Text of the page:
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Journal of Environmental Pathology, Toxicology and Oncology
インパクトファクター: 1.625 5年インパクトファクター: 1.63 SJR: 0.402 SNIP: 0.613 CiteScore™: 2.3

ISSN 印刷: 0731-8898
ISSN オンライン: 2162-6537

Journal of Environmental Pathology, Toxicology and Oncology

DOI: 10.1615/JEnvironPatholToxicolOncol.2019030130
pages 329-343

Celecoxib Targeted Therapy Attenuates Mouse Colon Carcinogenesis through Modulation of Expression Patterns of Cancer Stem Cells

Elsayed I. Salim
Tanta University, Faculty of Science, Zoology Department, Research Laboratory of Molecular Carcinogenesis, Tanta, 31527-Egypt
Magdy E. Mahfouz
Kafrelsheikh University, Faculty of Science, Department of Zoology, Kafrelsheikh-Egypt
Jin Seok Kang
Department of Biomedical Laboratory Science, Namseoul University, Seoul, South Korea
Mona M. Hegazi
Tanta University, Faculty of Science, Zoology Department, Research Laboratory of Molecular Carcinogenesis, Tanta, 31527-Egypt
Hager M. Helmy
Tanta University, Faculty of Science, Zoology Department, Research Laboratory of Molecular Carcinogenesis, Tanta, 31527-Egypt
Eman A. Eltonouby
Tanta University, Faculty of Science, Zoology Department, Research Laboratory of Molecular Carcinogenesis, Tanta, 31527-Egypt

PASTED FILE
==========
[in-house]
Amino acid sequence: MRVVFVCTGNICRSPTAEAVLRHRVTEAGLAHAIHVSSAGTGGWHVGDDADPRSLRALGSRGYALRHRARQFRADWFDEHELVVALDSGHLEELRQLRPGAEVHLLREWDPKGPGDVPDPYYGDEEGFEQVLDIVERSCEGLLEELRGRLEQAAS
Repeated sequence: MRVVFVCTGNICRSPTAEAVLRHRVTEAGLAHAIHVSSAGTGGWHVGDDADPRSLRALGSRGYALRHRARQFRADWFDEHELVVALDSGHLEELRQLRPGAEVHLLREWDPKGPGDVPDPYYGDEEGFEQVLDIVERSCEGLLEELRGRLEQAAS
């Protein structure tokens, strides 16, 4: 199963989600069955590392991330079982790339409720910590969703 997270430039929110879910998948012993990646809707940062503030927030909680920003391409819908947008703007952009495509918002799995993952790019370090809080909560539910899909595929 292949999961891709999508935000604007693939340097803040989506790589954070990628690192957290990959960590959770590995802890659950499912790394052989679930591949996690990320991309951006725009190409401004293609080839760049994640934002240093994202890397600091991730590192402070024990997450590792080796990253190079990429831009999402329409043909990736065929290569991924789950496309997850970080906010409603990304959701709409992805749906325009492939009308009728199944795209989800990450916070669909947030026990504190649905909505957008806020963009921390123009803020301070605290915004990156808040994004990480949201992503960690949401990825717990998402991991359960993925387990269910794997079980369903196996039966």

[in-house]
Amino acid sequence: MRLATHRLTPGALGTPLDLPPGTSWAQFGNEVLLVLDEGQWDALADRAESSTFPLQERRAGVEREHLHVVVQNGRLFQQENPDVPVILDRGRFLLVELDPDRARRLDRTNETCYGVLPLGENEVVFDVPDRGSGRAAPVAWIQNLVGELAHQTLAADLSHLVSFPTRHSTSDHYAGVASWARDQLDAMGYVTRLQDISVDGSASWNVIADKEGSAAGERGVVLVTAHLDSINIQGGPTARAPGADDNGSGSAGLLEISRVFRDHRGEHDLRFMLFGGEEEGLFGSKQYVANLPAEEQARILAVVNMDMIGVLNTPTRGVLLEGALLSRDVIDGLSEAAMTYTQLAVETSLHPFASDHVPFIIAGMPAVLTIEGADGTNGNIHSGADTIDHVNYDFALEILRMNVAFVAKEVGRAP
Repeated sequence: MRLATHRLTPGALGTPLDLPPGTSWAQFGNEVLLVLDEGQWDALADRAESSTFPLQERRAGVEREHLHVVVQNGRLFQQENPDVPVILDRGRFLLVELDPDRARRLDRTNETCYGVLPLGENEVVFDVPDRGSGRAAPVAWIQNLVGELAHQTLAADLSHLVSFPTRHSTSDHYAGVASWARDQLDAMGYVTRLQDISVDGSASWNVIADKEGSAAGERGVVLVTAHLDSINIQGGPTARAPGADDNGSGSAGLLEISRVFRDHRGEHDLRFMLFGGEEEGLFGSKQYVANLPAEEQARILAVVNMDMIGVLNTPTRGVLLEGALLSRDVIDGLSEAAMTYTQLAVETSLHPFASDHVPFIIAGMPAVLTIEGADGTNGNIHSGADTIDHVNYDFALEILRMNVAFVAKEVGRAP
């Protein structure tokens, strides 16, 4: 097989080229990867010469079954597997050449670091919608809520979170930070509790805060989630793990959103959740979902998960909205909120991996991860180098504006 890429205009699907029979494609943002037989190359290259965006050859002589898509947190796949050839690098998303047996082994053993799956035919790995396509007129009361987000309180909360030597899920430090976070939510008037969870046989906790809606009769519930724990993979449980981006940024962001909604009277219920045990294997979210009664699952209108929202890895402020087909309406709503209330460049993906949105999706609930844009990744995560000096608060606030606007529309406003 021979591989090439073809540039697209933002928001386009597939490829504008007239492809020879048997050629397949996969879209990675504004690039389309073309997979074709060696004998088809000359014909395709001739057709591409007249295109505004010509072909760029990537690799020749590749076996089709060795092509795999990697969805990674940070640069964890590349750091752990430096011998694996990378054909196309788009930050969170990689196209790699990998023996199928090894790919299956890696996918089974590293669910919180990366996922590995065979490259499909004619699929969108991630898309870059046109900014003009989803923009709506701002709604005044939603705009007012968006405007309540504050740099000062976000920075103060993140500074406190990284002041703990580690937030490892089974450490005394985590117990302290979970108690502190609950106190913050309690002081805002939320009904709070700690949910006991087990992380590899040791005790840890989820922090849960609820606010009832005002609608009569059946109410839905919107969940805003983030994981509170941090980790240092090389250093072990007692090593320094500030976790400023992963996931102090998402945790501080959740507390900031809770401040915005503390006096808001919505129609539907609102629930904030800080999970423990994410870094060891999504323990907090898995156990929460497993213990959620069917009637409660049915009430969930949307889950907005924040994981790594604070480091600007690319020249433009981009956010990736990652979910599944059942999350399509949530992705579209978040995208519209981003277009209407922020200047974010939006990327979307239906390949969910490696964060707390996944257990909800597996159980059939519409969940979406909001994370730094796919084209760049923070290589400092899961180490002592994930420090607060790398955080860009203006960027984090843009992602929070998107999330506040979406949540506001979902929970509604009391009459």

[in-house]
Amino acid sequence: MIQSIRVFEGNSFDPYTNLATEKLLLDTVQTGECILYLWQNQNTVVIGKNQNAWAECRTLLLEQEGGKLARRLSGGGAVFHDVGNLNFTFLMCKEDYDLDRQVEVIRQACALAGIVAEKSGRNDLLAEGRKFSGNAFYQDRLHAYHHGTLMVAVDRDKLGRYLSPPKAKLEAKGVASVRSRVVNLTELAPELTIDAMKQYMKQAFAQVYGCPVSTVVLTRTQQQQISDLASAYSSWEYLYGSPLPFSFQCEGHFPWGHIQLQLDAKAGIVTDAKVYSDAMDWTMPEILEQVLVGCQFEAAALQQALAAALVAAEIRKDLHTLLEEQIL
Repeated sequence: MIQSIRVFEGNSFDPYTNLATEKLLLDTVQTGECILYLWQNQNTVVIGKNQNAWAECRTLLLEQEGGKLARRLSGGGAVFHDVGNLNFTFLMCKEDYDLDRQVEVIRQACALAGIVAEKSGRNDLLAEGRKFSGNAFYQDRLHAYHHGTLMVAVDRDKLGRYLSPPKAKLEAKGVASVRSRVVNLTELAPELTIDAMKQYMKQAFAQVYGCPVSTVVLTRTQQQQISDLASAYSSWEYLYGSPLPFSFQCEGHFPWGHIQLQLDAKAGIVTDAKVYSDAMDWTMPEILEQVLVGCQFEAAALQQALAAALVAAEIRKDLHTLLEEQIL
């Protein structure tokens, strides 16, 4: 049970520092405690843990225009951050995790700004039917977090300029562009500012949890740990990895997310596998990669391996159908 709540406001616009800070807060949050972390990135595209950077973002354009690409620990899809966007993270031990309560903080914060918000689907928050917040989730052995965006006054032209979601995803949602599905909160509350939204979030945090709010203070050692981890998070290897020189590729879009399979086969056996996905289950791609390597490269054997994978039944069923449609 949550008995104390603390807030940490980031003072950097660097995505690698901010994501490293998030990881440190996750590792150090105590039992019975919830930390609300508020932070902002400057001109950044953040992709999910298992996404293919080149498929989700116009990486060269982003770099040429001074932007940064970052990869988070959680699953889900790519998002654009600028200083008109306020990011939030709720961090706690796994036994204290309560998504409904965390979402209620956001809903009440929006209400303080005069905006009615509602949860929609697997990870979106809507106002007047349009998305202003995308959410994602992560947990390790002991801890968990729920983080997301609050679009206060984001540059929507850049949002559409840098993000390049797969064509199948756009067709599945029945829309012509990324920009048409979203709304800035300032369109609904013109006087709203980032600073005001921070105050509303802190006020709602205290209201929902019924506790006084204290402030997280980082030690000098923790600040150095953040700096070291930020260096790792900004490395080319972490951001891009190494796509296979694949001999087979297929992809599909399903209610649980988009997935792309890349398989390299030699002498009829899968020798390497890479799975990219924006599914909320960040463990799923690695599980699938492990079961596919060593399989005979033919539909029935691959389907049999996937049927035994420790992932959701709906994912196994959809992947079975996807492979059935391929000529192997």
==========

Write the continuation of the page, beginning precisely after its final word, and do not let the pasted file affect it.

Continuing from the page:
This study was designated to explore the role of cancer stem cells (CSCs) during chemically induced mouse colon carcinogenesis (by 1,2- dimethylhydrazine dihydrochloride, DMH) with/or without the treatment with a targeted (anti-COX-2) therapeutic drug, celecoxib. Two experiments were conducted. The first, a short-term, 16-week mouse colon carcinogenesis bioassay, demonstrates the early stages of colon carcinogenesis. The other is a medium-term, 32-week mouse colon cancer experiment that mimics an end point of colon malignancy. Colon tumors were detected in animals after 32 weeks; histopathologically, they varied from benign hyperplastic polyps and adenomas to dysplastic polyps, adenocarcinomas, and invasive carcinomas. The overall colon tumor incidences, multiplicities, and volumes were obviously reduced when treated with celecoxib after DMH initiation. The immunohistochemical (IHC) labeling indexes (L1%) of the proliferating cell nuclear antigen (PCNA) were lower in the colonic epithelium in both experiments after treatment with celecoxib. Also, the IHC expression patterns of CD133 and CD44, known to associate CSCs, showed differential changes depending on the end-point stage of carcinogenesis and celecoxib treatment. Moreover, the biochemical aldehyde dehydrogenase-1 (ALDH-1) activity levels, a known CSC marker in colonic epithelia, were downregulated after 16 weeks but were upregulated after 32 weeks. Flow cytometric analysis showed that numbers of CD133 cells increased in the colonic epithelia of mice after 16 weeks, while the numbers of CD44 but not CD133 cells increased after 32 weeks. Treatment with celecoxib after DMH induced significant increase in apoptotic cell numbers by 47% after 16 weeks, but these numbers had not changed after 32 weeks compared with the corresponding group treated DMH only. Thus, the specific markers and CSC populations targeted by this drug may vary depending on the genetic and phenotypic stages of carcinogenesis. This drug could be useful during targeted therapy for colon cancer patients.


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